I love these Playground Posters from Georges — a French magazine for kids that’s really well designed. (You might remember Georges from this post). Each poster in the series was created by a different artist. The only direction was to work in the same three colors and use the same theme: games. This means that each poster is an actual game or puzzle!

Aren’t they cool? You can see all the designs here. And you can purchase the posters here. I thought your kids would enjoy them — no need to speak French required. : ) Wouldn’t they be fun in a playroom?

P.S. — If you visit France, bringing home a magazine for your kids is a fun souvenir!

Playground Posters for Georges Magazine Playground Posters for Georges Magazine Playground Posters for Georges Magazine

Share and Enjoy:
  • Facebook
  • Twitter
  • Kirtsy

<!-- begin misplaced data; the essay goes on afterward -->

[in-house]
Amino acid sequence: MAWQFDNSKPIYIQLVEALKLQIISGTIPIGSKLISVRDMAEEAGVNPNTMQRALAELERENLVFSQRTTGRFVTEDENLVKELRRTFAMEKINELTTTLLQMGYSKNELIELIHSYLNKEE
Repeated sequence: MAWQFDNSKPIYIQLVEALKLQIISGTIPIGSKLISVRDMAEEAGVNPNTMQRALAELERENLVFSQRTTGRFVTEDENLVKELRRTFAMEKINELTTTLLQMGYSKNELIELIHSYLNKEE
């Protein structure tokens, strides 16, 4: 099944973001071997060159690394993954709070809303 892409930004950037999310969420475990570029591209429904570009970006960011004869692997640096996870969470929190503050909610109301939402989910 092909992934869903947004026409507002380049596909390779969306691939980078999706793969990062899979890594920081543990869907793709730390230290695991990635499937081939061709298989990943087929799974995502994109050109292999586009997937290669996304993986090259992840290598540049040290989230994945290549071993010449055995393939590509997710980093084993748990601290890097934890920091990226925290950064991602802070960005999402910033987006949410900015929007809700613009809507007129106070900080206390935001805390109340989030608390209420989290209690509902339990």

• StumbleUpon

{ 7 comments }

A Few Things

March 15, 2013

French Farmhouse in the Snow

Text and image by Gabrielle.

Hello, Friends! Was it a good week for you? As I mentioned yesterday, we were snowed in from Monday thru Thursday, and it felt good to have an extra big dose of family time. We did a lot of baking, kept a fire going, and read aloud as a family in the evenings. I was a little worried the kids would get antsy, because we had just finished a two-week school break, but it turned out to be quite lovely.

That said, I will not shed a tear when the snow is gone. : ) Bring on the daffodills! Bring on the forsythia! While we make our weekend plans, here are a few things I’ve wanted to share with you: